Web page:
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ventricle

ventricle
1. A chamber of the heart that receives blood from an atrium and pumps it into the arterial system. Amphibians and fish have a single ventricle, but mammals, birds, and reptiles have two, pumping deoxygenated blood to the lungs and oxygenated blood to the rest of the body, respectively.

2. Any of the four linked fluid-filled cavities in the brain of vertebrates. One of these cavities is in the medulla oblongata, two are in the cerebral hemispheres (see cerebrum), and the fourth is in the posterior part of the forebrain. The ventricles contain cerebrospinal fluid filtered from the blood by the choroid plexus.

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ventricle

ventricle (ven-trik-ŭl) n.
1. either of the two lower chambers of the heart. The left ventricle receives blood from the pulmonary vein and pumps it into the aorta. The right ventricle pumps blood from the venae cavae into the pulmonary artery.

2. one of the four fluid-filled cavities within the brain. The paired first and second ventricles (lateral ventricles) communicate with the third ventricle. This leads to the fourth ventricle in the hindbrain, which is continuous with the spinal canal. Cerebrospinal fluid circulates through all the cavities.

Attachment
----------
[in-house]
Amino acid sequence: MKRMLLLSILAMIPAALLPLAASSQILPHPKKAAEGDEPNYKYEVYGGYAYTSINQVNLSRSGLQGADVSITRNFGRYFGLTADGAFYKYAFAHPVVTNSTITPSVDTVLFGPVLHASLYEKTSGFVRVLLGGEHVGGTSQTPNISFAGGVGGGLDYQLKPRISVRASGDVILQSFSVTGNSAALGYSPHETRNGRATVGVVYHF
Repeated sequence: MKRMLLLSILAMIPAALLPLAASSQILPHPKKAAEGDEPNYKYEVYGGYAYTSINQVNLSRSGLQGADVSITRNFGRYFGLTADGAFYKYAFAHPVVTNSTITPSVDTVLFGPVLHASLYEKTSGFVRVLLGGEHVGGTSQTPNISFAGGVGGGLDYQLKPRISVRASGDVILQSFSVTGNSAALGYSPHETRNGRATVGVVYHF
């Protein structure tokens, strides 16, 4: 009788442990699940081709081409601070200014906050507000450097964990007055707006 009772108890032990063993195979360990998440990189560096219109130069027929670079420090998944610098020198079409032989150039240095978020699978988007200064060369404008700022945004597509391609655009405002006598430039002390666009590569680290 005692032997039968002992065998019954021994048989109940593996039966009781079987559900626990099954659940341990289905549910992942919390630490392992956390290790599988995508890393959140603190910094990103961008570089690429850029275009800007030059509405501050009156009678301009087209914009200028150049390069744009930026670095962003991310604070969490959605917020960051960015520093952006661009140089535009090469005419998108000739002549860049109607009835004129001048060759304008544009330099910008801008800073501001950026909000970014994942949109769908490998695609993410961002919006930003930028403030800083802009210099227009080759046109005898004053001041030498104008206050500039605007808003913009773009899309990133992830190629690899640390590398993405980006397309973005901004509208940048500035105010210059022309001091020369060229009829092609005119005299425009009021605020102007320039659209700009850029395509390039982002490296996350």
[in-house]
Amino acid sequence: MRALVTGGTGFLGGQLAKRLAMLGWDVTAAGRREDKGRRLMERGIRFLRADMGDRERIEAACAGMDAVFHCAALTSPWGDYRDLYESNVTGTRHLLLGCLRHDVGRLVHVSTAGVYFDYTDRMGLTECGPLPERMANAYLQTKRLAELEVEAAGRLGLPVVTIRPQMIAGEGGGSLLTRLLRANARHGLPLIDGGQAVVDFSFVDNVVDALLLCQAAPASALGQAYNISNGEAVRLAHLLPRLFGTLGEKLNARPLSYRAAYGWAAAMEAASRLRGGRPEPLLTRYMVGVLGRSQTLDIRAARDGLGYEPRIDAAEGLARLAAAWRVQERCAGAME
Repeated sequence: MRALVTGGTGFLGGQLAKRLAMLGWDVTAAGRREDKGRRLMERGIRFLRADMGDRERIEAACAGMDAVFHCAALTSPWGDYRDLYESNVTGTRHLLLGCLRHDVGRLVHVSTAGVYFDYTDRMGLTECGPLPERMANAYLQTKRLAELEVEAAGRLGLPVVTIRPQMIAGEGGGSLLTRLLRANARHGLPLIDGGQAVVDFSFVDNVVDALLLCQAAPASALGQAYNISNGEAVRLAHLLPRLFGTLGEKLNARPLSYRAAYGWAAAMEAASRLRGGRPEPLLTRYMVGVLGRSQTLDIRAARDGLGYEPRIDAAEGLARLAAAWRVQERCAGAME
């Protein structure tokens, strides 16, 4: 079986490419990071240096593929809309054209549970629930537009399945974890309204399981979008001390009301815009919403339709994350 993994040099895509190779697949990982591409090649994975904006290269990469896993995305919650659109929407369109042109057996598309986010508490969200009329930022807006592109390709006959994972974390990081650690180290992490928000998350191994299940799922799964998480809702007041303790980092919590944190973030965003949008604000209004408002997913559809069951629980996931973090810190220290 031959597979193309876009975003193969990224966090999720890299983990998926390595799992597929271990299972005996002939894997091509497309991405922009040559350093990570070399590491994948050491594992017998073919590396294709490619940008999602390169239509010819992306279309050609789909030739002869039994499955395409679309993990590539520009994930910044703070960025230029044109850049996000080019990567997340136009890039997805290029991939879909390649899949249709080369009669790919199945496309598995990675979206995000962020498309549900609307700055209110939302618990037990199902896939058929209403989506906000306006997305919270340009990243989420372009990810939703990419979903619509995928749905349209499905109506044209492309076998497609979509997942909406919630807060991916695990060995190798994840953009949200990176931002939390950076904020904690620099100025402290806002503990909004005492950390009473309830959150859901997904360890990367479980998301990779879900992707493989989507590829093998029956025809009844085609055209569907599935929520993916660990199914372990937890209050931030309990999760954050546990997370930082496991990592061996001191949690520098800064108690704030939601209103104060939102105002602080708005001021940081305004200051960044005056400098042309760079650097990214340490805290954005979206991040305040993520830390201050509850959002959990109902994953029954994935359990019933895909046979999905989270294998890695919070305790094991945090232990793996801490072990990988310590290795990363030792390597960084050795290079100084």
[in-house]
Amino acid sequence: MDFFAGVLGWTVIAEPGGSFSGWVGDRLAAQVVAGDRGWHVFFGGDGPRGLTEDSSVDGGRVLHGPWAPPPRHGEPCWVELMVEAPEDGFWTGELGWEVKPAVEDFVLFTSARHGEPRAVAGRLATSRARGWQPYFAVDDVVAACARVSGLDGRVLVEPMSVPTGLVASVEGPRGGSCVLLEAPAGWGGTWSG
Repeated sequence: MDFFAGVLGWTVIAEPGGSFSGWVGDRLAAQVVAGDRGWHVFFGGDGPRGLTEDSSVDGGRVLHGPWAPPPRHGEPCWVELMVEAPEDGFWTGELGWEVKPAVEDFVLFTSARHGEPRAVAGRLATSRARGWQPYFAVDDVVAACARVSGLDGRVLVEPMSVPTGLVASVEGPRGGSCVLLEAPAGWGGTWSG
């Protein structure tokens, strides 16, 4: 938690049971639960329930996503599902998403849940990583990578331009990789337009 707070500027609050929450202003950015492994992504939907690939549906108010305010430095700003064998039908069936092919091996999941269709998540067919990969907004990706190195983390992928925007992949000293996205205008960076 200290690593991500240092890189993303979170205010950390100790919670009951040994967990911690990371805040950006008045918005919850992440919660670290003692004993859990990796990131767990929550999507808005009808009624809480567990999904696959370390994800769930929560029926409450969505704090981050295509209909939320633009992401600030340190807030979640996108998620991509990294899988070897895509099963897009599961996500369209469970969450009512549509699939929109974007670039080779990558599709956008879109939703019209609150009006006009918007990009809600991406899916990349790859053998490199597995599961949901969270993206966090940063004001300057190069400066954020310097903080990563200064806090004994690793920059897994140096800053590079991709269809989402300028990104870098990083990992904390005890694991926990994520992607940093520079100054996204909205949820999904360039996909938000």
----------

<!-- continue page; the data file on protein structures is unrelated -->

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ventricle

ven·tri·cle / ˈventrəkəl/ • n. Anat. a hollow part or cavity in an organ, in particular: ∎  each of the two main chambers of the heart, left and right. ∎  each of the four connected fluid-filled cavities in the center of the brain. DERIVATIVES: ven·tric·u·lar / venˈtrikyələr/ adj.

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ventricle

ventricle Either of the two lower chambers of the heart. Blood is pumped from the right ventricle to the lungs and from the left ventricle throughout the body.

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ventricle

ventricle (anat.) any of the cavities of the heart, brain, etc. XIV. — L. ventriculus, dim. of venter belly; see -CLE.

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ventricle

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